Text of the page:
You think?

Simple Facts of Life

March 5, 2007

The American Dream

February 14, 2007

It’s called the American Dream, because you have to be asleep to believe it.

– George Carlin, Owners of This Country

The American Dream is a bizarre paradox that holds the weight of American success. It works, sometimes. It allows the forlorn to hope, the dejected to dream, the downhearted to act, and the achievers to stress. The American Dream insists that the status quo is indeed not enough, that there is more, and that if you don’t get that more you’ve failed yourself and your society.

But what is that more? When have you attained it?

The answer to the second question is simple: You can’t. You can’t attain it, because you can’t define it. And you can’t define it, because as soon as you’ve defined the American Dream you’ve lost it.

So we fight a blind battle, searching and lusting for something more, something else, something better… We obtain the better, we get the more, but only to find another better and another more lies just down the road.

We try to make something of ourselves, something great, something big. A name, or recognition. Something, anything. Anything that will leave our own unique mark on the planet; anything that will allow us to feel like we haven’t wasted our life. We don’t know who we are, so we attempt to follow those who, in our minds, have achieved the American Dream. Perhaps becoming the next American Idol? Thousands upon thousands of people were shown last week on national TV attempting to be just that. The catch? Most of them can’t sing. Have they failed in the American Dream? Or a better question…Can you win the American Dream? No. No, you can’t.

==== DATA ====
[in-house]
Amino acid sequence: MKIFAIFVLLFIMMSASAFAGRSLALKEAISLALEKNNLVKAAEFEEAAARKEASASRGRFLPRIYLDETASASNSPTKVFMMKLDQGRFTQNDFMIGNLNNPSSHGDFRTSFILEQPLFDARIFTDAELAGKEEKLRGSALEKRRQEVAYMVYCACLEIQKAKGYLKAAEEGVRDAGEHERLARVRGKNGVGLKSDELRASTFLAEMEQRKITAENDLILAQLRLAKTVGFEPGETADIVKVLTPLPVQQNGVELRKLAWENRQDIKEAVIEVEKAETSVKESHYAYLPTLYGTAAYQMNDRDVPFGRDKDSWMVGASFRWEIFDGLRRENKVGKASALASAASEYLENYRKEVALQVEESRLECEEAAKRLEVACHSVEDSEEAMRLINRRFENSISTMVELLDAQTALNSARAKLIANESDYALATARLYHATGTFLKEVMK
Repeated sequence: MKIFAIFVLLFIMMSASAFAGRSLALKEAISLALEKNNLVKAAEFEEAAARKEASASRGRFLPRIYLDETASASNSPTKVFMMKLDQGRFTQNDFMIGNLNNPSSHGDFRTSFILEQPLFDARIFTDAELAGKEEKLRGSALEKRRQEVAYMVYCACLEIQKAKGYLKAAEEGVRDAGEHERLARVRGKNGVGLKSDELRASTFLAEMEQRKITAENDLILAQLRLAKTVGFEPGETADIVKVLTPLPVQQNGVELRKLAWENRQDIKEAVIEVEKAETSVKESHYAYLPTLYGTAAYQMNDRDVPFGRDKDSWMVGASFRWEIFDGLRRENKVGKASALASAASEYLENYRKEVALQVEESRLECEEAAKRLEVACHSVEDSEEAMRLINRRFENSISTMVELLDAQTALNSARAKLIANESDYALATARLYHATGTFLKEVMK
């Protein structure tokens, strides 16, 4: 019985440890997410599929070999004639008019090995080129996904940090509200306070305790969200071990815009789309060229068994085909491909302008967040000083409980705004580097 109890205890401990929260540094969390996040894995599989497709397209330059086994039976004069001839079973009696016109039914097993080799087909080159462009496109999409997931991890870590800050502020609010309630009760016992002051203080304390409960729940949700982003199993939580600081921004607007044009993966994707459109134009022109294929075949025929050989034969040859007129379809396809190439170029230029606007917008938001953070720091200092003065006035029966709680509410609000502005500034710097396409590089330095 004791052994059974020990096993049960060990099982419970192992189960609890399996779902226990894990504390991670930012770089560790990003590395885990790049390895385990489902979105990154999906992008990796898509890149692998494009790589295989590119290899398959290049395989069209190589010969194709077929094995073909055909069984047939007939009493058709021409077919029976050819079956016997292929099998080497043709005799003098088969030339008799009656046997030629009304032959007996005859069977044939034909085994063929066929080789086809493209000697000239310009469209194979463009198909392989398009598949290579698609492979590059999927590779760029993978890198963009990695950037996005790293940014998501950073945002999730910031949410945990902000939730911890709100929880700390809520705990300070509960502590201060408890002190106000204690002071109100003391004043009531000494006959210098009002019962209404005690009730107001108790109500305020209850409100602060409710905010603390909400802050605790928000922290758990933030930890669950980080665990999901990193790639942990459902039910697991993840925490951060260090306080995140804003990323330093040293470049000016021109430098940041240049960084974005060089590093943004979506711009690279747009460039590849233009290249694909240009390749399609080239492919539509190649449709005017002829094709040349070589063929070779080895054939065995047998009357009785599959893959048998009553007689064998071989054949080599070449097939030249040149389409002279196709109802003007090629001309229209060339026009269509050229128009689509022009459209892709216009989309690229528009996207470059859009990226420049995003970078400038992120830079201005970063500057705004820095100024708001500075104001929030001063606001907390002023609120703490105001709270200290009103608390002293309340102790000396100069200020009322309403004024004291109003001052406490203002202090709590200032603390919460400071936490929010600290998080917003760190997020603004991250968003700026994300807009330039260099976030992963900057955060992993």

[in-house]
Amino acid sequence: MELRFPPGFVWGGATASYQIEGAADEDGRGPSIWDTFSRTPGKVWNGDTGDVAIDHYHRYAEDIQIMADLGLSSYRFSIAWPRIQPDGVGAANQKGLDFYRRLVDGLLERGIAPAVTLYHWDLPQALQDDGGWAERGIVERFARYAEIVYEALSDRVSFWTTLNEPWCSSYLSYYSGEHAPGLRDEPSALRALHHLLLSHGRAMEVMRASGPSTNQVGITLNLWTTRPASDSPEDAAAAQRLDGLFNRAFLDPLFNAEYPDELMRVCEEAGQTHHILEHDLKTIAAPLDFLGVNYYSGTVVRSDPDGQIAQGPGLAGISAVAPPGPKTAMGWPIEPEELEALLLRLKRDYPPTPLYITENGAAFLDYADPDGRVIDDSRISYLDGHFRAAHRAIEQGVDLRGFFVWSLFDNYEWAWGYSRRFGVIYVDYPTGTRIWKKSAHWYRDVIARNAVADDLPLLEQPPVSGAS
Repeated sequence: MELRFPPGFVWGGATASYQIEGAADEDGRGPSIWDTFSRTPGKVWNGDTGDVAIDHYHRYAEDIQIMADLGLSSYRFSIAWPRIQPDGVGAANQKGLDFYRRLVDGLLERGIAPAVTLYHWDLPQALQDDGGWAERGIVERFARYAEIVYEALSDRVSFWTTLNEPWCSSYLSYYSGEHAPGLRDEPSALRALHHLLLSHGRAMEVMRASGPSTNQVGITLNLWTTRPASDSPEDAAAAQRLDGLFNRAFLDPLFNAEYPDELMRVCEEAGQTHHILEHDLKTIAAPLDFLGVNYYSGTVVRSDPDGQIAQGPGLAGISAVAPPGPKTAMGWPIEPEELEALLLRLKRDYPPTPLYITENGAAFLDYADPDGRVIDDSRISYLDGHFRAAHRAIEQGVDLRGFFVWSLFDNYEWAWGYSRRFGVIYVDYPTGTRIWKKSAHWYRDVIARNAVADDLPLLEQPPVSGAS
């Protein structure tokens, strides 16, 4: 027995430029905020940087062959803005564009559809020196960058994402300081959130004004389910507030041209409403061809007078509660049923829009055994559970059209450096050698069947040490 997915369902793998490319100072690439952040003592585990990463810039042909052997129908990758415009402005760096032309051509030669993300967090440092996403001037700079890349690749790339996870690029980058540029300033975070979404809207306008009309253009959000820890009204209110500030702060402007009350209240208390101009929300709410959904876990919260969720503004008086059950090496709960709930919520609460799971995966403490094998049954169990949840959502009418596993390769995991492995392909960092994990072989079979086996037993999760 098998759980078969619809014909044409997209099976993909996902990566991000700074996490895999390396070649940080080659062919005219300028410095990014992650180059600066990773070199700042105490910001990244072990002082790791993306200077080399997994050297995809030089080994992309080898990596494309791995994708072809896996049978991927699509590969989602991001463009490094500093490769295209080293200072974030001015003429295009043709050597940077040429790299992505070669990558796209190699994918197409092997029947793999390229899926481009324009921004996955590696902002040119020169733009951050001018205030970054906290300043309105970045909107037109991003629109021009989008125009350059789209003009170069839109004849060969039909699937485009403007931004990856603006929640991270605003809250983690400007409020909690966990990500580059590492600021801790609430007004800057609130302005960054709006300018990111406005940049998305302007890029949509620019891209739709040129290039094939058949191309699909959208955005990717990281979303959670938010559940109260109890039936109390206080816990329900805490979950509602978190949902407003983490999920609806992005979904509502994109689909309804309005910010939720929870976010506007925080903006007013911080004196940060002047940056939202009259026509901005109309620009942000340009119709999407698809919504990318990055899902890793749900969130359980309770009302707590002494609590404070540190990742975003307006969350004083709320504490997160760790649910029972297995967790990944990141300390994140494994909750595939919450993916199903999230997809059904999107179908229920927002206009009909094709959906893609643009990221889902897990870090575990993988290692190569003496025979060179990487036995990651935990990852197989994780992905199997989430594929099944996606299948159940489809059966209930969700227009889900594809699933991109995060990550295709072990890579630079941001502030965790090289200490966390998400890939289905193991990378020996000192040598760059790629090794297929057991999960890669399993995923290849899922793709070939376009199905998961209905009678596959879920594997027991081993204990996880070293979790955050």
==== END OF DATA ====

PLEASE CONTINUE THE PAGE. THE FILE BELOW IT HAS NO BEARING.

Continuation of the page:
I imagine if you walked up to previous American Idols and asked them if they’ve succeeded in life, completed all their goals, and feel completely content with where their life is at they’ll answer “no.” There’s always something on the horizon, something new and better. A carrot dangling on a stick just inches out of reach, and no matter how far you go it’s never far enough, the carrot’s still there, still just out of reach.

Ephesians 2:8-10

For by grace you have been saved through faith, and that not of yourselves; it is the gift of God, not of works, lest anyone should boast. For we are His workmanship, created in Christ Jesus for good works, which God prepared beforehand that we should walk in them.

Success has become the postmodern Law. Much like what the Biblical Old Testament Law gave many of the Israelites, success gives us purpose and motivation. Most of us, like the Old Testament spiritual leaders with the Law, define ourselves by our success compared to that of others.

But just like Israel did with the Law, we again miss the point. In a society where self-help books have their own section in Borders and Joel Osteen can get millions to watch him speak, where supermodels starve themselves and still need to be photoshopped, and where our millionaire stars check themselves into rehabs; we’ve obviously never been able to beat the American Dream.

But maybe, just maybe, we’re not supposed to.

Easy, High-Pay Jobs

January 23, 2007

Anybody can be a stunt man…but it takes a special person to be a stunt man more than once.

“What do you do?”
“I’m a stunt man.”
“Oh really, you can do stunts?”
“…One.”

The Global Warming Solution

January 3, 2007

TIME says global warming is destroying us, and Al Gore wants you to believe it. Your icecaps are melting, your ozone’s vaporising, and your winter wonderland’s retiring. I didn’t read the TIME article and I didn’t watch Gore’s movie–but they’ve got the snappy titles, and that’s all anybody reads anyway.